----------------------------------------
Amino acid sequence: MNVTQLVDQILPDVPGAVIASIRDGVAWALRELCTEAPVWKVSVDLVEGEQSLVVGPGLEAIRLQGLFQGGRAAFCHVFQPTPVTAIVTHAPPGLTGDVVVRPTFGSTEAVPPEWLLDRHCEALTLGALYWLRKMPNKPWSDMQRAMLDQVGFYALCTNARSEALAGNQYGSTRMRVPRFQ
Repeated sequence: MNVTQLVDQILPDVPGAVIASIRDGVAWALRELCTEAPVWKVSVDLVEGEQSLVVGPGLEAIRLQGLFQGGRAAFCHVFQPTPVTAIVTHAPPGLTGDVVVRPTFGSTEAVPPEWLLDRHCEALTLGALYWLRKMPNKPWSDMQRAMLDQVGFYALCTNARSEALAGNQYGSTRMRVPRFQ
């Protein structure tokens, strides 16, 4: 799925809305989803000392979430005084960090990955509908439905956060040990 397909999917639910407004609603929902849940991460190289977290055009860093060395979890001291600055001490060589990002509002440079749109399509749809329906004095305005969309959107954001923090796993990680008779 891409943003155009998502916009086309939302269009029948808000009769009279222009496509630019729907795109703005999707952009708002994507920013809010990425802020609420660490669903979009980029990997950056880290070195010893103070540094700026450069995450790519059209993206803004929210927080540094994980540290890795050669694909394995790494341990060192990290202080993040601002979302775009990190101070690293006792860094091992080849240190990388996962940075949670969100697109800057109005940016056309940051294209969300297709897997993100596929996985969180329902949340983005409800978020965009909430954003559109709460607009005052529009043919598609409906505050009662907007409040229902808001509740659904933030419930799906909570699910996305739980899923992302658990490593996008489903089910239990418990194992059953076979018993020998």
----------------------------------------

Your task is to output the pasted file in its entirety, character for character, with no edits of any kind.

Amino acid sequence: MNVTQLVDQILPDVPGAVIASIRDGVAWALRELCTEAPVWKVSVDLVEGEQSLVVGPGLEAIRLQGLFQGGRAAFCHVFQPTPVTAIVTHAPPGLTGDVVVRPTFGSTEAVPPEWLLDRHCEALTLGALYWLRKMPNKPWSDMQRAMLDQVGFYALCTNARSEALAGNQYGSTRMRVPRFQ
Repeated sequence: MNVTQLVDQILPDVPGAVIASIRDGVAWALRELCTEAPVWKVSVDLVEGEQSLVVGPGLEAIRLQGLFQGGRAAFCHVFQPTPVTAIVTHAPPGLTGDVVVRPTFGSTEAVPPEWLLDRHCEALTLGALYWLRKMPNKPWSDMQRAMLDQVGFYALCTNARSEALAGNQYGSTRMRVPRFQ
């Protein structure tokens, strides 16, 4: 799925809305989803000392979430005084960090990955509908439905956060040990 397909999917639910407004609603929902849940991460190289977290055009860093060395979890001291600055001490060589990002509002440079749109399509749809329906004095305005969309959107954001923090796993990680008779 891409943003155009998502916009086309939302269009029948808000009769009279222009496509630019729907795109703005999707952009708002994507920013809010990425802020609420660490669903979009980029990997950056880290070195010893103070540094700026450069995450790519059209993206803004929210927080540094994980540290890795050669694909394995790494341990060192990290202080993040601002979302775009990190101070690293006792860094091992080849240190990388996962940075949670969100697109800057109005940016056309940051294209969300297709897997993100596929996985969180329902949340983005409800978020965009909430954003559109709460607009005052529009043919598609409906505050009662907007409040229902808001509740659904933030419930799906909570699910996305739980899923992302658990490593996008489903089910239990418990194992059953076979018993020998």